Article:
Editorial: Time to heal police relations

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The relationship between Nunavummiut and the RCMP has long been strained and a southern Canadian judicial system being thrust upon Northern residents has had many consequences that have rippled throughout the decades.

There has been a lot of progress since the first days of red-coat Mounties exacting justice in Nunavut, but it’s going to take a lot more before residents accept and support RCMP being involved in their lives.

It doesn’t appear that Nunavut RCMP will be using body cameras until data storage issues can be overcome. 
NNSL file photo

Note the recent incident that has taken place in Kinngait. Police were involved in what is only being officially described as “an incident between police and residents.” Almost no other information was provided by Mounties or the third-party investigators, the Ottawa Police Service. It took speaking with the mayor of the hamlet to confirm that someone had even died.

Nunavut News readers have been writing in and asking where our articles are on the incident since no one can get reliable information.

While it may be crucial to control information in an on-going investigation, the people are demanding answers in a high-stress situation in a relatively small community, a recipe for misinformation to run rampant.

In the current climate, exacerbated by on October 2018 account of alleged police brutality in Taloyoak, officers can’t afford rumours to run amok.

Tununiq MLA David Qaminiq has been calling for the use of police body-cams — a common practice among police forces across North America — in the legislative assembly only to be met with excuses insisting the technology won’t work in Nunavut, though surely they could pilot their use in larger centres.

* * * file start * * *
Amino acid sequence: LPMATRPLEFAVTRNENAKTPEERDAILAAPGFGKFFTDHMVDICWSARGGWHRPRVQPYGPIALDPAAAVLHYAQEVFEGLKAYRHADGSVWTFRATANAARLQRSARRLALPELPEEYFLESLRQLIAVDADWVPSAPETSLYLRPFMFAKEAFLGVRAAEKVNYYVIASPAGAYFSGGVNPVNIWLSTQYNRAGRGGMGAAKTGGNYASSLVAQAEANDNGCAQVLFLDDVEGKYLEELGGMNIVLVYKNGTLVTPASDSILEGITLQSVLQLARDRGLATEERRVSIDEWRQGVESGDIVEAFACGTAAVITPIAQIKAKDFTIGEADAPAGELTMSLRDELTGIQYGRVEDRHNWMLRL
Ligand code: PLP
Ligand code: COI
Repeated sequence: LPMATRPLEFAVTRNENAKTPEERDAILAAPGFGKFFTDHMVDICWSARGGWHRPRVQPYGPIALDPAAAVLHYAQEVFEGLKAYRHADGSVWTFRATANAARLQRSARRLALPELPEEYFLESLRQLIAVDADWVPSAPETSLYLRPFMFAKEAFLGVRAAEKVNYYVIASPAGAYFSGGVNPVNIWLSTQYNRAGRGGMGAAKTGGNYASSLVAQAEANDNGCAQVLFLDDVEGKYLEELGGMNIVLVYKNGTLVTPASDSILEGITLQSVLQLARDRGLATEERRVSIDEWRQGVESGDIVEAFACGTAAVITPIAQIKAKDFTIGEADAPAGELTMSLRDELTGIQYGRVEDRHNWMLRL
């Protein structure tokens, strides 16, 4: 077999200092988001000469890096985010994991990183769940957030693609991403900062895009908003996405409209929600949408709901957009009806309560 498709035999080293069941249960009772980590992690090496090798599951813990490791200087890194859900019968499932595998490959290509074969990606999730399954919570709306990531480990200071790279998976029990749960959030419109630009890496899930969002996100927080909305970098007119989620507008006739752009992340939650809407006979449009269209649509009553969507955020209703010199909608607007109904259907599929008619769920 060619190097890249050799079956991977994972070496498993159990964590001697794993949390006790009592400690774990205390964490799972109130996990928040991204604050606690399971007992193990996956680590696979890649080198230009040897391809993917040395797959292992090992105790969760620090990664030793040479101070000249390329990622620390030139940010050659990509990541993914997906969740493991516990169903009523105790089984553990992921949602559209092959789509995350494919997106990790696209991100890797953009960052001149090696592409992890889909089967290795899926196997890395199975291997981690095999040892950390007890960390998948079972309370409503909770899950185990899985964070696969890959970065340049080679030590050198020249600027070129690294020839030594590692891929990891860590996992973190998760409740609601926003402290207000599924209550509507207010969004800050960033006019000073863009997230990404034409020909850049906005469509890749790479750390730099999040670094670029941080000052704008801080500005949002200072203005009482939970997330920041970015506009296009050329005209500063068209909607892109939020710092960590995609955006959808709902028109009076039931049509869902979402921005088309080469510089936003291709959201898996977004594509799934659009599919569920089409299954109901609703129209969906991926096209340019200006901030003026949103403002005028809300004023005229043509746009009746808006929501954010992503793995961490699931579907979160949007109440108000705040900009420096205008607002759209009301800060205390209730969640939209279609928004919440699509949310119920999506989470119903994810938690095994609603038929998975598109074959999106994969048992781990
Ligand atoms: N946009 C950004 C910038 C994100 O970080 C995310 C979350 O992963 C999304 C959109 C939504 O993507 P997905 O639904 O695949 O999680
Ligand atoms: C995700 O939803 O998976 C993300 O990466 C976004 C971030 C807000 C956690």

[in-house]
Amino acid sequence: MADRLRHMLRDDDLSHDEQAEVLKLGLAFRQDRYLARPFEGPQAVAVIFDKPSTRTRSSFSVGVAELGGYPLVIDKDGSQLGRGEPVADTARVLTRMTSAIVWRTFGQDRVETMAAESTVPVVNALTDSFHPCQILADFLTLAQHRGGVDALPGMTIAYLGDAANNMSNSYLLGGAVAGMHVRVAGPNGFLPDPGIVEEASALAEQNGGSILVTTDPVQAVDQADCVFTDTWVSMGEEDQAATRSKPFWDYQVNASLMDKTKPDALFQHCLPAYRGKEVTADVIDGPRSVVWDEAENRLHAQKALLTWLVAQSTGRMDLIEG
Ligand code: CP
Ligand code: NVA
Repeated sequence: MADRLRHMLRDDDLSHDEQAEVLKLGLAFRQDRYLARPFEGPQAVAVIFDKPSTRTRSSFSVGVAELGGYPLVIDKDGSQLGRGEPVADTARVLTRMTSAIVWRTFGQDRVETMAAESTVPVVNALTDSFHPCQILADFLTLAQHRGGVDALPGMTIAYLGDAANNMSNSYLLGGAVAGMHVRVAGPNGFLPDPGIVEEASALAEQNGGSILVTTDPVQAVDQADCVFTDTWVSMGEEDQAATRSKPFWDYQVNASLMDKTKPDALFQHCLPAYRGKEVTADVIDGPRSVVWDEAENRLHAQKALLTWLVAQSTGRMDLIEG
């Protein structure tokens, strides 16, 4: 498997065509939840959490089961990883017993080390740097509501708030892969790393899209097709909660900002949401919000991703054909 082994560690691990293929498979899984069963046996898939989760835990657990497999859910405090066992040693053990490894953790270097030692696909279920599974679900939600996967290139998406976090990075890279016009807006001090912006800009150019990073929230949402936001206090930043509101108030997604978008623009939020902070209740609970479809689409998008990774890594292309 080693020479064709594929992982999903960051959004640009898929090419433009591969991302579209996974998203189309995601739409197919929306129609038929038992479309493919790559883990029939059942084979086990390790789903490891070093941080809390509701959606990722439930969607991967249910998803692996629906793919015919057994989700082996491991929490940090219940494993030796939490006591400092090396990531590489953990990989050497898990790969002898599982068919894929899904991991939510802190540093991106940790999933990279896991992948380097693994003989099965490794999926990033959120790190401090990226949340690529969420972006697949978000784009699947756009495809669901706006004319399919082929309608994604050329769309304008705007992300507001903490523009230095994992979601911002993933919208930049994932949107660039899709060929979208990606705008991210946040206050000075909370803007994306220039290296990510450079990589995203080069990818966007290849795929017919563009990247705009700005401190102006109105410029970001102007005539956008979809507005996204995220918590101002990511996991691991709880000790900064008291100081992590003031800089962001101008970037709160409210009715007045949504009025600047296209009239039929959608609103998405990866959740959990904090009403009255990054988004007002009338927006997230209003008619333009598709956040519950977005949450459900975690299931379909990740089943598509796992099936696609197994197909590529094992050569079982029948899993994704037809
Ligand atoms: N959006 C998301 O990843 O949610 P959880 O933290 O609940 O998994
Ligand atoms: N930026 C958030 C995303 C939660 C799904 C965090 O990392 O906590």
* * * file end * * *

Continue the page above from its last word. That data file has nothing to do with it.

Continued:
Qaminiq, along with Netsilik MLA Emiliano Qirngnuq, has also called for the re-installation of Inuit special constables, a once positive program that aimed to improve relationships between cops and the majority demographic in the territory.

Nunavut’s top cop Chief Supt. Amanda Jones has weighed in on these issues, mostly citing logistical challenges in processing raw footage from dozens of body-cams and a lack of funding and approval for reviving the special constable programs.

There is no doubt that Jones and the rest of “V” Division are committed to improving Inuit-police relations, but nothing short of bold action will resonate with doubters.

Body-cams would not only help gain the trust of the public but also protect officers from accusations of abuse when their actions are justified. This lack of transparency isn’t fair to anyone and should be near the top of priorities for brass to implement.

If expanding the technological prowess of Nunavut police comes at a high price and requires hiring a few more civilian staffers, it is a small price to pay for building safe and trusting communities.

Waiting as technology improves simply will not cut it. This should remain a high priority for the police while the feds and GN need to pull their socks up and make these initiatives happen, for everyone’s sake.